For Immediate Release
Contact: Phil Ulibarri
775.328.2414 or 775.772.1659
Reno, NV – An increase in non-emergency calls to 9-1-1 is placing a strain on dispatchers, first responders, and healthcare organizations. These calls could impact the response to individuals who have real life-threatening emergencies. Regional agencies want to highlight this growing concern during May, a month that honors Police and EMS personnel with weeklong recognitions nationwide.
According to local first responders, 9-1-1 started out as a simple concept. When a citizen is in need a phone call can be placed for emergency response. But over the last several years there has been increased demand on the pre-hospital and healthcare systems, which is why it is important to ensure the 9-1-1 system is used for its intended purpose: life-threatening emergency calls.
While agency representatives acknowledge that the public has been well educated about using the universal system for reporting emergencies, the definition of an emergency is based on the perception of the citizen reporting the situation. According to an on-going survey of residents for the Washoe County Community Health Needs Assessment, approximately 10% of citizens did not appropriately identify situations when they should dial 9-1-1. Additionally, 16% of respondents identified they would call 9-1-1 to report their car had been broken into the previous night, which is not an appropriate use of 9-1-1.
Our regional response agencies want to emphasize the importance of educating citizens on the 9-1-1 system, its appropriate uses, and the challenges personnel face with its misuse. When a call is received by a dispatch center, emergency responders are dispatched, whether it is police, fire or emergency medical personnel. Citizens are encouraged to have a good understanding of how the 9-1-1 system works to ensure resources are available to respond to life-threatening emergencies.
- According to the EMS Oversight Program FY 2015-2016 data analysis, approximately 20% of all calls that received an EMS response in Washoe County, with potential ambulance transport to a hospital, were categorized as non-emergency.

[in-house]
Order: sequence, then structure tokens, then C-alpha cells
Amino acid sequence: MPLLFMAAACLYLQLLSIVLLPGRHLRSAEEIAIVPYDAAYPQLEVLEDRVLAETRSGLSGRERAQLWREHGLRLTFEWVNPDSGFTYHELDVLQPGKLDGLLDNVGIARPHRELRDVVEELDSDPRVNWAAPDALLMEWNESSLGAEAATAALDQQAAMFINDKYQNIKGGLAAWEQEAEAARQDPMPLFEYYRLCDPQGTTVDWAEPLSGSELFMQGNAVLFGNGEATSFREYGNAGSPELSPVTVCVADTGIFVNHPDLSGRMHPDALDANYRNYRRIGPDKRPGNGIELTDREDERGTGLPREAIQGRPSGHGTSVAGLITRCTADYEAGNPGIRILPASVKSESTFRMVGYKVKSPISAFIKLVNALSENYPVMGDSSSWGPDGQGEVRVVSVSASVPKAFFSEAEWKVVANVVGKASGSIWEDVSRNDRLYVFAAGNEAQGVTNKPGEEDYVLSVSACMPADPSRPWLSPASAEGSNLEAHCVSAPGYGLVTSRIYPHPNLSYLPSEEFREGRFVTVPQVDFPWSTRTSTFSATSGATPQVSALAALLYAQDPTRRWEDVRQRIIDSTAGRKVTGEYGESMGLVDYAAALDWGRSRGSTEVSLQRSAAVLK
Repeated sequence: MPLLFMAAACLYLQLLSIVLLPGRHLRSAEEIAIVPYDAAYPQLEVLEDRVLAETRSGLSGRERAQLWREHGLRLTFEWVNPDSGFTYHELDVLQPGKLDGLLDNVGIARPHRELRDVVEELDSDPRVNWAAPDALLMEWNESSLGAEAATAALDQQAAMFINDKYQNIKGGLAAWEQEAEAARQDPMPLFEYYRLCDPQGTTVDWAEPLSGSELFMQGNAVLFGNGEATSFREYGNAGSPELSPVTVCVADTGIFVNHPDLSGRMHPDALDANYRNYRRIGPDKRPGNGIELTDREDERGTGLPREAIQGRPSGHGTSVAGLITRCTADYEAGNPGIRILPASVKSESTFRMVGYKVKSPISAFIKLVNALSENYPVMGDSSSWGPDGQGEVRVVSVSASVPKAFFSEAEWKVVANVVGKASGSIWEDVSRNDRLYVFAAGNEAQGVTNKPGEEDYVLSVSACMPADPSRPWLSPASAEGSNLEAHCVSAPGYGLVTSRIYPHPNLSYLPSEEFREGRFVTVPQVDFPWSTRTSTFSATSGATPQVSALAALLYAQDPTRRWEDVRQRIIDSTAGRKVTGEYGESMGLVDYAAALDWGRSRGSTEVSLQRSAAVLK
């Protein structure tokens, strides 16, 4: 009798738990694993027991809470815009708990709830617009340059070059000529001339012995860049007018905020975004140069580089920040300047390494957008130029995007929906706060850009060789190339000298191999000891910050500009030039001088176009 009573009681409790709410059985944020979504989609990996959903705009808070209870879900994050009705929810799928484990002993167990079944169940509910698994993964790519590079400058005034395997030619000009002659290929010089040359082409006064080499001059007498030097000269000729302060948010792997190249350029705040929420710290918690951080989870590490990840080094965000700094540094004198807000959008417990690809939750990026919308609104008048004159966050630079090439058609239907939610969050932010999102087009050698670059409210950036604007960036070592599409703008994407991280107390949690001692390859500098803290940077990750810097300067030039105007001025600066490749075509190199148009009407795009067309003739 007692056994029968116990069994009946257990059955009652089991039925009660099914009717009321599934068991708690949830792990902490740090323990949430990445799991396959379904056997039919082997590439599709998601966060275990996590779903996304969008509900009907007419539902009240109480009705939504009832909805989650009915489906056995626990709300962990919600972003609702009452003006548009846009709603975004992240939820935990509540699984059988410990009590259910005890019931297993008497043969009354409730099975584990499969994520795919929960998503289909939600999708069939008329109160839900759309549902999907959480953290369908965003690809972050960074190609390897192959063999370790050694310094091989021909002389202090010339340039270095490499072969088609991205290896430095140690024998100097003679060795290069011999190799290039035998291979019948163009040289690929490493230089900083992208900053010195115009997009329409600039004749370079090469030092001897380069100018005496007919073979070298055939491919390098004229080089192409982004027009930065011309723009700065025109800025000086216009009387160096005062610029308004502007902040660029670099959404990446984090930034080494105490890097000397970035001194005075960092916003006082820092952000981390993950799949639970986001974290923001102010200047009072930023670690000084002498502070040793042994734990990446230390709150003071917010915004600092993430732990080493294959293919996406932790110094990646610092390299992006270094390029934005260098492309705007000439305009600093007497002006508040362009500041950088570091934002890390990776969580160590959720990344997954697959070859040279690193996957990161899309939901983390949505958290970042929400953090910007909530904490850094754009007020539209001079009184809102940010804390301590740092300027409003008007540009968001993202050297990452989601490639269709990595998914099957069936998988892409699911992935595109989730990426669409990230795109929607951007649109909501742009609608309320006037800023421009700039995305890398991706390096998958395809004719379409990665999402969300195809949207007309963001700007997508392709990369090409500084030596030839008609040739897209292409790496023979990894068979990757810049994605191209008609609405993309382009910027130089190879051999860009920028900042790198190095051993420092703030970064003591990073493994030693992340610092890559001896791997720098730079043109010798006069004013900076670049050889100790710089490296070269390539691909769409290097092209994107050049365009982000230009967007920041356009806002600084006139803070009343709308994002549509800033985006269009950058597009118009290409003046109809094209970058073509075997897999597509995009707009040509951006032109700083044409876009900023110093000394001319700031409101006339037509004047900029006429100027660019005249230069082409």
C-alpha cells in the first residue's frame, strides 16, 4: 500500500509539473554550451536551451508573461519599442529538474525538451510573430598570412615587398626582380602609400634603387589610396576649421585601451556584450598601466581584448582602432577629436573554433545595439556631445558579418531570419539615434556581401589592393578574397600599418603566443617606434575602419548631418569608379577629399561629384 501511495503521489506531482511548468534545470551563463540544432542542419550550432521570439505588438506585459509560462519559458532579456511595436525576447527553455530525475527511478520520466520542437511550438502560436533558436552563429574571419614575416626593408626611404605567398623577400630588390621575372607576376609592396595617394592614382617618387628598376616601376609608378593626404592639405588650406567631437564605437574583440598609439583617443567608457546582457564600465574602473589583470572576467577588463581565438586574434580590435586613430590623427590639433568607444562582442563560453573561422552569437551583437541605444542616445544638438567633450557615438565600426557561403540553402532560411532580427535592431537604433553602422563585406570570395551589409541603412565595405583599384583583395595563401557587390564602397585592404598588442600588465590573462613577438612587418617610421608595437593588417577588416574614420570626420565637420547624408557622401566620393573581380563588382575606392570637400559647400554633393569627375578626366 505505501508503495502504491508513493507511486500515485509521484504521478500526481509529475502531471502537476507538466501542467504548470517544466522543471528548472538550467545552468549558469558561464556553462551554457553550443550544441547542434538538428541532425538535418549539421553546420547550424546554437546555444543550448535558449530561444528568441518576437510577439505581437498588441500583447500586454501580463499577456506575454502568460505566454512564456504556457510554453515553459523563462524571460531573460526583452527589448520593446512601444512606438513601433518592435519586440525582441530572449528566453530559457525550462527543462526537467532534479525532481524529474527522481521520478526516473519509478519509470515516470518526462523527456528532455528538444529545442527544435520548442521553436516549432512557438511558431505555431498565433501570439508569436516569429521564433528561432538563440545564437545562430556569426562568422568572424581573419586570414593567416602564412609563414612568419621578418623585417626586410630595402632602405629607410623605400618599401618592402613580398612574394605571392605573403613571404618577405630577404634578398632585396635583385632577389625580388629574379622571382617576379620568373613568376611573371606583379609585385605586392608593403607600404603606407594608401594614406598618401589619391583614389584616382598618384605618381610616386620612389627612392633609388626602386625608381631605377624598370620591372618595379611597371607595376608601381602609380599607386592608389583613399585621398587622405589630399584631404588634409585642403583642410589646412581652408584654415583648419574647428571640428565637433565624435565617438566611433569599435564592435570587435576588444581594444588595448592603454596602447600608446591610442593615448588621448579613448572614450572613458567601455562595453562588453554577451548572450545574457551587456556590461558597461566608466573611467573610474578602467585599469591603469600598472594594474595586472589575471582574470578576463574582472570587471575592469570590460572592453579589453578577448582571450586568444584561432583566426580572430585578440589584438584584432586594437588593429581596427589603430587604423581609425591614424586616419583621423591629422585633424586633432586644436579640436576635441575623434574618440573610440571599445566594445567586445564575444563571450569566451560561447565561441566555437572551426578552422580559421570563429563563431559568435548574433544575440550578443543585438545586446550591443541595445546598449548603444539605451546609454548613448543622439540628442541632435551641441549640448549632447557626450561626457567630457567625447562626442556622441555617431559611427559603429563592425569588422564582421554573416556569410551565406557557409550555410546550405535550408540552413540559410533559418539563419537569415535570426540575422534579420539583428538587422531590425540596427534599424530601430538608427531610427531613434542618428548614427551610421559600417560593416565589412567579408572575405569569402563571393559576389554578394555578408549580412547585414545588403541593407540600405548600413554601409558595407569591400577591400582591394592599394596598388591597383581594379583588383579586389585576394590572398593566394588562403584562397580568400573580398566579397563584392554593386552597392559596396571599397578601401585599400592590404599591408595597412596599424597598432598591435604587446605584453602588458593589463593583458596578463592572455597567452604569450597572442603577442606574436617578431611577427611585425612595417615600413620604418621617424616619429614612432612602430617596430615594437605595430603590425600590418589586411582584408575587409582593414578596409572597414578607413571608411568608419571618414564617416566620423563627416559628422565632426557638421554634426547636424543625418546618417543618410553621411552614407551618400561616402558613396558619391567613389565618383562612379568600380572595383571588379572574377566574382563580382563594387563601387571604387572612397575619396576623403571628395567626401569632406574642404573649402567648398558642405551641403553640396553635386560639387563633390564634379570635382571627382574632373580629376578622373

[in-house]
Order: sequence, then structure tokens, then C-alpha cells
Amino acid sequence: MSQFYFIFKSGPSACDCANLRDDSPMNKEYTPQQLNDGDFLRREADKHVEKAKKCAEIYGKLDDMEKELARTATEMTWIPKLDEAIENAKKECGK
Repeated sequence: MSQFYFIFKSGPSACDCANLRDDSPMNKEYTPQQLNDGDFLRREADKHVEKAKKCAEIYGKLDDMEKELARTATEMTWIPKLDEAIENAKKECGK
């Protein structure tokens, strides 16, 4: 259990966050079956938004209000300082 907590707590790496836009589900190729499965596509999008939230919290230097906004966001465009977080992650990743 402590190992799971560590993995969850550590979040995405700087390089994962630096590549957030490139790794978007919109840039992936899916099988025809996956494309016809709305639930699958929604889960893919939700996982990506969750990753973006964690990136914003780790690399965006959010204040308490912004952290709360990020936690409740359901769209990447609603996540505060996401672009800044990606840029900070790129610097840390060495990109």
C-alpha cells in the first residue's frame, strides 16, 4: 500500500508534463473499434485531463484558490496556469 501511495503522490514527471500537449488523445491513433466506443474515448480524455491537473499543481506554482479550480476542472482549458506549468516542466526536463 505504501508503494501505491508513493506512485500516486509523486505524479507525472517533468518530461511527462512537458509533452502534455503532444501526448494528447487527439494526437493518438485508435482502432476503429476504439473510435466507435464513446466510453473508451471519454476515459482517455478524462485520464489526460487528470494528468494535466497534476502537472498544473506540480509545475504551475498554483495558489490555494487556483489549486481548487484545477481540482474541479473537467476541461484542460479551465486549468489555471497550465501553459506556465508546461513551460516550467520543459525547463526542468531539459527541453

- During a thirteen month period, an estimated 18% of 9-1-1 calls received by City of Sparks Dispatch Center were hang-ups or calls which were not actual crimes.
- Reno Dispatch reported that over the past three years 14% of their annual call volume was due to accidental 9-1-1 dials.
Dispatchers request that if a citizen does accidentally call 9-1-1, please stay on the line to confirm that you are not having an emergency.
The Community Health Needs Assessment survey indicates that approximately 20% of respondents reported they have used an emergency room at least once in the past 12 months. Regional emergency departments have been impacted by an increase in patient volume. It is important for citizens to be aware of community resources that could better meet their needs for non-emergency medical situations.
For non-emergencies, individuals could call:
- 775-858-1000: The REMSA Nurse Health Line, which is designed for individuals who have minor medical problems or questions.
- 775-334-COPS (2677): The non-emergency number for the City of Reno.
- 775-785-WCSO (9276): The non-emergency number for the unincorporated areas of Washoe County.
- 775-353-2231: The non-emergency number for City of Sparks.
- 775-887-COPS (2677): The non-emergency number for Carson City Sheriff’s Office.
- 775-887-FIRE (3473): The non-emergency number for Carson City Fire Department.
- Nevada 2-1-1: An agency that provides information and referrals for health, human and social service organizations.
Some general guidelines for 9-1-1 are:
- 9-1-1 is for police, fire and medical emergencies. It is not for matters like neighbor complaints, general medical questions, having a sick pet, or reporting a broken fire hydrant.
- Be sure to lock your phone before putting it in your purse or pocket.
- If you and/or others are not in immediate harm or danger use your respective jurisdictional non-emergency line.
Media is invited to the Regional Emergency Operations Center at 5195 Spectrum Blvd, Reno, at 10 am on Tuesday, May 23, to interview agency representatives from regional police, fire, REMSA, and hospitals. The press conference coincides with National EMS Week, May 21-27, 2017.For more information, contact Brittany Dayton at (775) 326-6043 or at firstname.lastname@example.org.